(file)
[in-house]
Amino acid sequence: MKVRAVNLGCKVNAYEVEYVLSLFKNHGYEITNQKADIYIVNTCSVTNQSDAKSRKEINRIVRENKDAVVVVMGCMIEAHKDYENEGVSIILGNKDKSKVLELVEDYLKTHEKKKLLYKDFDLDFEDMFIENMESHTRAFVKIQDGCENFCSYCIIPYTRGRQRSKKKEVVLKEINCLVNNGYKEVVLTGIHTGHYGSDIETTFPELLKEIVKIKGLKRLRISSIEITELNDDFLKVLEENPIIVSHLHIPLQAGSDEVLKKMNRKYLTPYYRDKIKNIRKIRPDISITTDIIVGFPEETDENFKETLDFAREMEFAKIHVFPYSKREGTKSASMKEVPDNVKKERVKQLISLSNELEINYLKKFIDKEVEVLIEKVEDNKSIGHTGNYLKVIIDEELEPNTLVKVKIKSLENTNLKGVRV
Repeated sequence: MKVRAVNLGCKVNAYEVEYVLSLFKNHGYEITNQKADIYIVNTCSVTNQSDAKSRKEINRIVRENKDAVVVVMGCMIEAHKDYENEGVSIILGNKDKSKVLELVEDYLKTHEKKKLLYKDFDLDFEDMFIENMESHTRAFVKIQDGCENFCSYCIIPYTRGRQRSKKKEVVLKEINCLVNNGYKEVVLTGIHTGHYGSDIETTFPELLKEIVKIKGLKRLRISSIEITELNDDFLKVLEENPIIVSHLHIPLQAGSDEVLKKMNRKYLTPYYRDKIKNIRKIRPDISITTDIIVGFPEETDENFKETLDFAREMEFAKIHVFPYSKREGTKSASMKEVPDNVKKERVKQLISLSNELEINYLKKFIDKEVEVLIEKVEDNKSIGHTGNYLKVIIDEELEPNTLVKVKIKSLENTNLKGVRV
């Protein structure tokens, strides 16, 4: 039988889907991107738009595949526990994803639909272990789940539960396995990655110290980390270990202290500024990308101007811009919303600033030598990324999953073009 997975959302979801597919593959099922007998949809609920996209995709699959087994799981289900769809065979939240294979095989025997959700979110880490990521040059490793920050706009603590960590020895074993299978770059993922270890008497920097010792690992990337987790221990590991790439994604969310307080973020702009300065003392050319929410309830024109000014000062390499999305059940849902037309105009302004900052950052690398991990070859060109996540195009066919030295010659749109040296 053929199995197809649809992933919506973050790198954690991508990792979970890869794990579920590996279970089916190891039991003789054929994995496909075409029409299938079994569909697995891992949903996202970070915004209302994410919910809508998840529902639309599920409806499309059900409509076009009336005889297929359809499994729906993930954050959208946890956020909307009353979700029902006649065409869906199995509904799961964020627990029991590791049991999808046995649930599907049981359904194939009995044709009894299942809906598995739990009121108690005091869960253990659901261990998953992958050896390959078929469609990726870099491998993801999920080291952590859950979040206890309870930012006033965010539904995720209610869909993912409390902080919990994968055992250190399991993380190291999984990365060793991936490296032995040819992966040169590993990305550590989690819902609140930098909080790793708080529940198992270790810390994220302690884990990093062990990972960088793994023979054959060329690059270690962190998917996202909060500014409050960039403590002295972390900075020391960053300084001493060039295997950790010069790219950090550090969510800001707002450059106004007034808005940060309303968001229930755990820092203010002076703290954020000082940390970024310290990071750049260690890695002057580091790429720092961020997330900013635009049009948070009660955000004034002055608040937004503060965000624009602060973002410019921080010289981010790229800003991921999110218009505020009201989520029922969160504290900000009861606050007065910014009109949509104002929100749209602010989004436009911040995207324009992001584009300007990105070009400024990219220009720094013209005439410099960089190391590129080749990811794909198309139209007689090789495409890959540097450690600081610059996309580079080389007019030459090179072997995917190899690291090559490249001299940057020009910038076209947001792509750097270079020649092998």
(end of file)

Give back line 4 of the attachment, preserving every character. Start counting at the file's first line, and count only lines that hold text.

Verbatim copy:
């Protein structure tokens, strides 16, 4: 039988889907991107738009595949526990994803639909272990789940539960396995990655110290980390270990202290500024990308101007811009919303600033030598990324999953073009 997975959302979801597919593959099922007998949809609920996209995709699959087994799981289900769809065979939240294979095989025997959700979110880490990521040059490793920050706009603590960590020895074993299978770059993922270890008497920097010792690992990337987790221990590991790439994604969310307080973020702009300065003392050319929410309830024109000014000062390499999305059940849902037309105009302004900052950052690398991990070859060109996540195009066919030295010659749109040296 053929199995197809649809992933919506973050790198954690991508990792979970890869794990579920590996279970089916190891039991003789054929994995496909075409029409299938079994569909697995891992949903996202970070915004209302994410919910809508998840529902639309599920409806499309059900409509076009009336005889297929359809499994729906993930954050959208946890956020909307009353979700029902006649065409869906199995509904799961964020627990029991590791049991999808046995649930599907049981359904194939009995044709009894299942809906598995739990009121108690005091869960253990659901261990998953992958050896390959078929469609990726870099491998993801999920080291952590859950979040206890309870930012006033965010539904995720209610869909993912409390902080919990994968055992250190399991993380190291999984990365060793991936490296032995040819992966040169590993990305550590989690819902609140930098909080790793708080529940198992270790810390994220302690884990990093062990990972960088793994023979054959060329690059270690962190998917996202909060500014409050960039403590002295972390900075020391960053300084001493060039295997950790010069790219950090550090969510800001707002450059106004007034808005940060309303968001229930755990820092203010002076703290954020000082940390970024310290990071750049260690890695002057580091790429720092961020997330900013635009049009948070009660955000004034002055608040937004503060965000624009602060973002410019921080010289981010790229800003991921999110218009505020009201989520029922969160504290900000009861606050007065910014009109949509104002929100749209602010989004436009911040995207324009992001584009300007990105070009400024990219220009720094013209005439410099960089190391590129080749990811794909198309139209007689090789495409890959540097450690600081610059996309580079080389007019030459090179072997995917190899690291090559490249001299940057020009910038076209947001792509750097270079020649092998």